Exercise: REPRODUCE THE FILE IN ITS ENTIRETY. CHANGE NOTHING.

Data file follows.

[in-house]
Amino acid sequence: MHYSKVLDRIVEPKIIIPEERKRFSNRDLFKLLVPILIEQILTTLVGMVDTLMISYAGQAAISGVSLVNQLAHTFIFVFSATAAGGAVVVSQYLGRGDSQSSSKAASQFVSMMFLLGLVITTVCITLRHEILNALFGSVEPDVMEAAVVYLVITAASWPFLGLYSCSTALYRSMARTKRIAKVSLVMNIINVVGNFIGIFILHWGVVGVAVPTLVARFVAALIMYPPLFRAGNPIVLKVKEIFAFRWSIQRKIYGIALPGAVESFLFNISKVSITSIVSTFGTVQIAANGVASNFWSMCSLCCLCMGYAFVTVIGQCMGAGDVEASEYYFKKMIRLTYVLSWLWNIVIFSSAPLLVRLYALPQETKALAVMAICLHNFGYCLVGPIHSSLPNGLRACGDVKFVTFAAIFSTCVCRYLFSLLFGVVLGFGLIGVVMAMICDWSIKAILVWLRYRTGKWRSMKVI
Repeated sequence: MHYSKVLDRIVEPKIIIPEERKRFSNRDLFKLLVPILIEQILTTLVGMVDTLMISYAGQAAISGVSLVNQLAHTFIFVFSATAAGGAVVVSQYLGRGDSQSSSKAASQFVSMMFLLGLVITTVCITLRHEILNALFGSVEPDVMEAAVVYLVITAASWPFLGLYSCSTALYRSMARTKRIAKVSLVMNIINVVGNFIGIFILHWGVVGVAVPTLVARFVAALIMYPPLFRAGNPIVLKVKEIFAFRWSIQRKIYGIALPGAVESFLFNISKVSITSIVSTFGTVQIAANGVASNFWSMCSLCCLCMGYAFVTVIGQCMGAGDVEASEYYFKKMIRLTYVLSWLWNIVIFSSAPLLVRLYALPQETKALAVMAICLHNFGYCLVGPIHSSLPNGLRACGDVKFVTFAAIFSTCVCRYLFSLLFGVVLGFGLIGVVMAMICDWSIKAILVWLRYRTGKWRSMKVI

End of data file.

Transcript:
[in-house]
Amino acid sequence: MHYSKVLDRIVEPKIIIPEERKRFSNRDLFKLLVPILIEQILTTLVGMVDTLMISYAGQAAISGVSLVNQLAHTFIFVFSATAAGGAVVVSQYLGRGDSQSSSKAASQFVSMMFLLGLVITTVCITLRHEILNALFGSVEPDVMEAAVVYLVITAASWPFLGLYSCSTALYRSMARTKRIAKVSLVMNIINVVGNFIGIFILHWGVVGVAVPTLVARFVAALIMYPPLFRAGNPIVLKVKEIFAFRWSIQRKIYGIALPGAVESFLFNISKVSITSIVSTFGTVQIAANGVASNFWSMCSLCCLCMGYAFVTVIGQCMGAGDVEASEYYFKKMIRLTYVLSWLWNIVIFSSAPLLVRLYALPQETKALAVMAICLHNFGYCLVGPIHSSLPNGLRACGDVKFVTFAAIFSTCVCRYLFSLLFGVVLGFGLIGVVMAMICDWSIKAILVWLRYRTGKWRSMKVI
Repeated sequence: MHYSKVLDRIVEPKIIIPEERKRFSNRDLFKLLVPILIEQILTTLVGMVDTLMISYAGQAAISGVSLVNQLAHTFIFVFSATAAGGAVVVSQYLGRGDSQSSSKAASQFVSMMFLLGLVITTVCITLRHEILNALFGSVEPDVMEAAVVYLVITAASWPFLGLYSCSTALYRSMARTKRIAKVSLVMNIINVVGNFIGIFILHWGVVGVAVPTLVARFVAALIMYPPLFRAGNPIVLKVKEIFAFRWSIQRKIYGIALPGAVESFLFNISKVSITSIVSTFGTVQIAANGVASNFWSMCSLCCLCMGYAFVTVIGQCMGAGDVEASEYYFKKMIRLTYVLSWLWNIVIFSSAPLLVRLYALPQETKALAVMAICLHNFGYCLVGPIHSSLPNGLRACGDVKFVTFAAIFSTCVCRYLFSLLFGVVLGFGLIGVVMAMICDWSIKAILVWLRYRTGKWRSMKVI